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From the view of a 20-something dream chaser.

Travel Don'ts

Wednesday, April 20, 2016


One of my lovely roommates turned 25 earlier this month. To celebrate, she invited nine of her closest girlfriends to join her for a vacation in Puerto Rico. Talk about ambitious! 

10 young women + 5 nights + 4 bedrooms + 2 futons = 1 trip of a lifetime! 
And the first of many, we hope. From Friday to Wednesday, we filled our time with sun bathing on several beaches (sunscreen protected, of course), hiking through El Yunque National Forest, horseback riding, a candlelit rooftop dinner, climbing the steps of an ancient tower, a night of salsa and bachata dancing, kayaking the Bioluminescent Bay, visiting two different waterfalls and even breakfast at the Ritz. To say it was the best vacation of my life to date is an understatement.

It was also a time to reflect. I thought about my place in the world, my perspective, my hopes, dreams and motives and, of course, my faith. I decided to come up with a list--mainly for the wanderluster in me, but also for you because if you're reading this, it's probably of interest to you. Here's what I want to always remember when I travel, whether domestically or internationally...

Don't do the usual.
Don't do what you'd normally do in the town you live in. The point is to experience the world from someone else's perspective. The first day I was in Puerto Rico I ordered a side of fries and I immediately regretted that decision. I thought to myself: "Of all the options, why did I have to go and be so basic?" From that point on, I challenged myself to truly immerse myself in the culture and cuisine whenever possible.





Don't do it for the gram. 
Trust me, the world knows you're on vacation. They can tell by your Snaps, Facebook check ins, Insta posts and tweets. But don't let that be the sole reason for your escapades. The people following you are likely doing so because they already find you cool in some way, so try not to think of this as an opportunity to humble brag or clog people's feeds. In fact, you'll likely get more Likes the more spread out your photos are anyway. Absolutely take photos, flattering ones at that. Select the best filters when posting them on your social feed. But seek to strike a balance. Don't forget to enjoy the moment. Every single event won't require a camera, for the memories you'll make will be worth far more. 


Don't rush. 
Take your time while on vacation--and through life, for that matter. You won't ever get that moment back, so take it in. Marvel at the beauty of it. Cry if you have to. Yell to the mountaintops and ignore those who may think you're crazy. To put it in perspective, hiking isn't my favorite thing to do. While hiking through the tropical rainforest, I was already anticipating our next stop: the beach. Stick bugs and spiders that made themselves disappear were of no interest to me. So I found myself wanting it to be over almost as soon as it began. In that moment, I had to remind myself to take my time and be grateful that I could experience wildlife like I never had before. I remembered to check myself and it paid off.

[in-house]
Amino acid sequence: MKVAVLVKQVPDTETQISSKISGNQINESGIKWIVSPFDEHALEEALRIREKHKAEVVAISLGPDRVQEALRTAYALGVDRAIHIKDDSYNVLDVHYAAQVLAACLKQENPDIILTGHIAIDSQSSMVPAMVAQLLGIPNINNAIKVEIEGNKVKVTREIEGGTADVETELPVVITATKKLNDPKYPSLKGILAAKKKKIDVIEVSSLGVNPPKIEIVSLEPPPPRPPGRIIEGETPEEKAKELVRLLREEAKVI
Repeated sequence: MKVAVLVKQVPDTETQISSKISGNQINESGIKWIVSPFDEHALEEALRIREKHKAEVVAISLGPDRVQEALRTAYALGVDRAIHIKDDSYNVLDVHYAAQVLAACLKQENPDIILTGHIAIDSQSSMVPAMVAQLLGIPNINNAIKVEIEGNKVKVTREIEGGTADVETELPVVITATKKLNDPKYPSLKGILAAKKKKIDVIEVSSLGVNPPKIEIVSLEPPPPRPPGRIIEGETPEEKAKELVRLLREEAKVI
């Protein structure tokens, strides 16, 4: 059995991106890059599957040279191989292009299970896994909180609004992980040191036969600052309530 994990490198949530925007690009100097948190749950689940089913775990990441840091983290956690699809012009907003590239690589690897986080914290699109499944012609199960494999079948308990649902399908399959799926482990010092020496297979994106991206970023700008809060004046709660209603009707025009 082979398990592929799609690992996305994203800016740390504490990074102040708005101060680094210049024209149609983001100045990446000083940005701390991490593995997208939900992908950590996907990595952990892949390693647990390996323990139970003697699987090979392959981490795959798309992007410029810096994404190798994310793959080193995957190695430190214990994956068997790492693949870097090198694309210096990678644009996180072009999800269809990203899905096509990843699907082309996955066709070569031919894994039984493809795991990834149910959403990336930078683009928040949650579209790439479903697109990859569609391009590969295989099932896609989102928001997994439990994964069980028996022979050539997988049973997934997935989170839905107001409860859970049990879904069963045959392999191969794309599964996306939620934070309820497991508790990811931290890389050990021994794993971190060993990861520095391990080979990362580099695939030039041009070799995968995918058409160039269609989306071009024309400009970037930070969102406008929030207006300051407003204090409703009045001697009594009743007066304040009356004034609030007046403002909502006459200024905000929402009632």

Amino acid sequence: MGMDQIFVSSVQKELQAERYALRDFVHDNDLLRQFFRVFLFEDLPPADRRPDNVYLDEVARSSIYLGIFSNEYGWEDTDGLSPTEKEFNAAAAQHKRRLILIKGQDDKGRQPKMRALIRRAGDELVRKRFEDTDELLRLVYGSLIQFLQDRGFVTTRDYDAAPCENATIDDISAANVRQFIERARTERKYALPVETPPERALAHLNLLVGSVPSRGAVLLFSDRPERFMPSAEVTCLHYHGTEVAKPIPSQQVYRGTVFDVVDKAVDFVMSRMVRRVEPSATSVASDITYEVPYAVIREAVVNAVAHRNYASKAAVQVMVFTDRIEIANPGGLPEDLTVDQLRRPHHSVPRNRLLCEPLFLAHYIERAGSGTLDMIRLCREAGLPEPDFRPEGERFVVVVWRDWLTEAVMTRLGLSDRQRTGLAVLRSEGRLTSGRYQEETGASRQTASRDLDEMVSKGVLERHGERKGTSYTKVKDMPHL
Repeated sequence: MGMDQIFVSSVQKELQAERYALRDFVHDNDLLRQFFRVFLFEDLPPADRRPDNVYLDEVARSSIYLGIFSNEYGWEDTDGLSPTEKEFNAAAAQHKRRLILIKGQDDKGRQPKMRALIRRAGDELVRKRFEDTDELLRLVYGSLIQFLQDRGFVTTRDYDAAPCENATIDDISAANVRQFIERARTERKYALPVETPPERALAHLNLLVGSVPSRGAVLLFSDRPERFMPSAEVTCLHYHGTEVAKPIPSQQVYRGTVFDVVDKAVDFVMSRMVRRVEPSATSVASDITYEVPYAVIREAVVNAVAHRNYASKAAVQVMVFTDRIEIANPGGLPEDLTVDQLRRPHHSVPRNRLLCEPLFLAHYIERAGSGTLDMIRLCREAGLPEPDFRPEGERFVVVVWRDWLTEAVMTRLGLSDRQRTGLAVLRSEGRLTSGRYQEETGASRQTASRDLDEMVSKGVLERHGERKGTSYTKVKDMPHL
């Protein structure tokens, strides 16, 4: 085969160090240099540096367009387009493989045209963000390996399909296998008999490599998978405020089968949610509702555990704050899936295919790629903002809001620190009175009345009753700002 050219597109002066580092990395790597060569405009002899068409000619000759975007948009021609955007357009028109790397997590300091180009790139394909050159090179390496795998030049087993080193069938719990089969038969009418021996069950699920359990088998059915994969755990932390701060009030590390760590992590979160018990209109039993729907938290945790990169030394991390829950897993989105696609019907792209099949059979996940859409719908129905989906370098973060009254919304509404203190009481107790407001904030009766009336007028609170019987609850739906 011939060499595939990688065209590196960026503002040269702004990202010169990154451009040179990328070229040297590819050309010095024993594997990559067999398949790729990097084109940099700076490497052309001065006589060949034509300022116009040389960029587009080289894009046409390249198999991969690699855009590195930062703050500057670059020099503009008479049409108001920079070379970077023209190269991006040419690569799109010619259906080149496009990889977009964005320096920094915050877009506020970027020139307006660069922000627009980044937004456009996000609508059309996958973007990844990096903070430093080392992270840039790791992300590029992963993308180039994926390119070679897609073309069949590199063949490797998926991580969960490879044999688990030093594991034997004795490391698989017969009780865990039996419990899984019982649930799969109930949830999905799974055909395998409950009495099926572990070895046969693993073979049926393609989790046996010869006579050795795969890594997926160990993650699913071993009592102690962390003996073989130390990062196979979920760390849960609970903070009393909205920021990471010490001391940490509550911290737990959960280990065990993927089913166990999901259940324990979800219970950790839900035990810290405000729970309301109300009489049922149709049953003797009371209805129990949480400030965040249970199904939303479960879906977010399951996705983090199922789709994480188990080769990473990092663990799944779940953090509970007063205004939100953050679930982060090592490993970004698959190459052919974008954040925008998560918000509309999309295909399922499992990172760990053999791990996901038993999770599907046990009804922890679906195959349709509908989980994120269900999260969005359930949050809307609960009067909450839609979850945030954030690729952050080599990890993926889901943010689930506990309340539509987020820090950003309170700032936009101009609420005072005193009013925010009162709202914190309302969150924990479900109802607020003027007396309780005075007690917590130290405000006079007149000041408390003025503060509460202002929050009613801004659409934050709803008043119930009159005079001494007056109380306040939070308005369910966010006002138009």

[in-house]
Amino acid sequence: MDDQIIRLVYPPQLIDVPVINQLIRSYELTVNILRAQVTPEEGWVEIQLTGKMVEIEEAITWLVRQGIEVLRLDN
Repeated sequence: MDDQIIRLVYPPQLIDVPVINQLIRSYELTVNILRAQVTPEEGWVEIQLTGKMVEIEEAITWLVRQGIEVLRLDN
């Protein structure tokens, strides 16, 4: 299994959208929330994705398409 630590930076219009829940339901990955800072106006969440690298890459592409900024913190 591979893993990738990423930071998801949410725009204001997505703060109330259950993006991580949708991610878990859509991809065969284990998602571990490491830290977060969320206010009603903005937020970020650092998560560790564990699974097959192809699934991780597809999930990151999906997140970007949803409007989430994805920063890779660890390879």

Don't say no. 
Unless, of course, you're asked to do something dangerous. Like actually dangerous and not at all thrilling, which excludes skydiving, hot air ballooning, rollercoasters, and the likes. What I'm saying is: be willing to try most things at least once. The saying "don't knock it til' you try it" exists for a reason. A whole world of adventure exists just beyond your comfort zone. Take that first step and explore it.

Don't spend more than you have to.
I don't know about you, but I'm no trust fund kid, so I'm watching every dime. I like to say that I'm living a champagne lifestyle on a lemonade budget. The best advice I can give you for doing the same is to shop around and don't spend more than you have to for anything. The key is to plan and stick to a budget--you'd be surprised by how far it can go. This trip, including airfare, accommodations and spending money, cost me roughly $1,000. It can be done.

Don't have a bad attitude.
You may think there's no way a group of ten twenty-something women can't travel together without drama or chaos, but my friends and I have proven otherwise. We all had very different personalities--whether reserved or talkative or adventurous or reluctant to try new things. And somehow, very organically, our trip went off without a hitch. I think it's because we had came in with the right attitude. Vacations were meant to be enjoyed, so act like it! Leave your bad mood, selfishness and laziness back at home, for they will get you nowhere. In fact, seek to eliminate them in your daily life all together. 

Be grateful.
The reality is that many people in our country and around the world don't have the liberty to travel for leisure. It isn't to be taken for granted but to be grateful for. I'm grateful for every single moment--even being at the mercy of a mangrove channel while kayaking in the dark of night. More times than I can count, I was whacked over the head by one as my teammate and I struggled to make our way to Laguna Grande. After much beating, we finally got to the bay where we saw the sky lit with stars like never before. We also met glowing friends, the Pyrodinium Bahamense, a microscopic plankton that produce natural light at the touch of your hand. The beating was worth it and that adventure alone showed me how I operate under pressure and attack. I think that's reflective of travel in general. Although you go somewhere that isn't part of your daily schedule, you take who you are with you. Each time, your knowledge of self deepens. 

To travel means to make a journey. I believe it's possible to both lose yourself and find yourself in it. That's what makes life deleesh.

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